Snack with probiotics for children
Blackberries, strawberries and apples are being used by a research group from the UN Manizales in order to obtain a snack with probiotics, intended to improve children’s intestinal health.Manizales, 15 de febrero de 2010 — Agencia de Noticias UN
“There was a common belief that microorganisms were just polluting pathogens that deteriorate food. Fortunately, most of today’s consumers are aware that some species of microorganisms improve and transform the qualities of the food itself and bring nutritional value, as is the case of lactic bacteria present in yogurt”, stated the Manizales UN professor Sneyder Rodriguez Barona.
Investigators from the UN explained that the reason why they chose to produce a snack, it is because is a striking product that holds children’s attention, whom are affected by a high incidence of diarrheal diseases caused by malnutrition and bad habits in food preparation.
They also wanted to create an alternative to probiotic yogurts, since the amount of people suffering from lactose intolerance increases from day to day and it is important to diversify the food with probiotics, knowing that they are healthy and contribute to fight against the growth of pathogenic microorganisms in the body.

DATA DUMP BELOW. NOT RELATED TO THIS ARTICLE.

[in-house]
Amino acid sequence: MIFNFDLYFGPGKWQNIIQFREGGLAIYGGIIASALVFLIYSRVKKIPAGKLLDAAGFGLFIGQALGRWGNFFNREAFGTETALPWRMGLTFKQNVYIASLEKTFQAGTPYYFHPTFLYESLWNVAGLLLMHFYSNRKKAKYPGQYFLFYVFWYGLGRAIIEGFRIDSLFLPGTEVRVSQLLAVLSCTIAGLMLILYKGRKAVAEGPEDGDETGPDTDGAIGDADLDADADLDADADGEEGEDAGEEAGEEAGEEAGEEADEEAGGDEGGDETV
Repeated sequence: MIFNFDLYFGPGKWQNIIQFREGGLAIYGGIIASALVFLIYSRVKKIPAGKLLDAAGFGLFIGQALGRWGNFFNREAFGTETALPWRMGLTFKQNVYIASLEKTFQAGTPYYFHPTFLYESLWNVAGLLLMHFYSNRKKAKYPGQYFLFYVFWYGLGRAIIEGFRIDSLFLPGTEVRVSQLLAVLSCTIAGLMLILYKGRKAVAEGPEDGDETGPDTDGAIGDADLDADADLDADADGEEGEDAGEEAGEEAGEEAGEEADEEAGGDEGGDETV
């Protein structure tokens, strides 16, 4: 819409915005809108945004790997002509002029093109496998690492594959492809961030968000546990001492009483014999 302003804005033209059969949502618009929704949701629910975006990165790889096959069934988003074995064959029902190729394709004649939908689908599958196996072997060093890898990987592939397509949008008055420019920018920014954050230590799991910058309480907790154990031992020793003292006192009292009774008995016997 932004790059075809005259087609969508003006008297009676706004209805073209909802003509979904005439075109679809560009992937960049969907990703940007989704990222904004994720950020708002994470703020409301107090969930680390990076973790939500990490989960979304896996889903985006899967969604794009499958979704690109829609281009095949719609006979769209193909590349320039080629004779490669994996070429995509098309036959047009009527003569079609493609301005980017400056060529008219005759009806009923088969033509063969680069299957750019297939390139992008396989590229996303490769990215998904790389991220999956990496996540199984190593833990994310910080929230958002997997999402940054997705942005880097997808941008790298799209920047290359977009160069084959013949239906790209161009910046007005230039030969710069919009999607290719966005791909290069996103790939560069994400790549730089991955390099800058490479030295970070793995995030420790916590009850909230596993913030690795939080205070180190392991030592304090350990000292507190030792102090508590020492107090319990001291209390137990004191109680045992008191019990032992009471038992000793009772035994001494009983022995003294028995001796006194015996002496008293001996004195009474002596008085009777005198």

Then, when a kid opens a bag of this snack, he will find flakes of his favorite fruit, obtained by means of vacuum bio-impregnation of probiotic microorganisms in nibbles of freeze-dried fruit suitable to conserve probiotics as well as their original nutritional value.
Rodriguez Barona asserted that “after cutting sheets of the product, those are introduced into flasks filled with blackberry juice and microorganisms, which due to the food’s porosity and the vacuum impregnation’s technique, enter the sheet and remain there. Later, during the drying process, the sheet is dehydrated but the nutritional components are not damaged and the bacteria remain viable”.
So far the first part of the investigation has given good results; the microorganisms grew as expected inside the extracts of fruits, even in the case of blackberry, which has a low pH.
Tests with apples and strawberries are expected to be successful very soon because these are known for having a very good porosity, a characteristic that makes them suitable for the project’s goal.
Likewise, the number of present microorganisms in the freeze-dried sample, which can’t be lesser than 106 bacteria per gram, will be evaluated as the norm suggests.
Rodriguez Barona emphasized: “We will also use an electronic microscope to verify the presence of microorganisms within the fruit. Subsequently a series of tests will help us determine the product’s life span and its consumer acceptance”.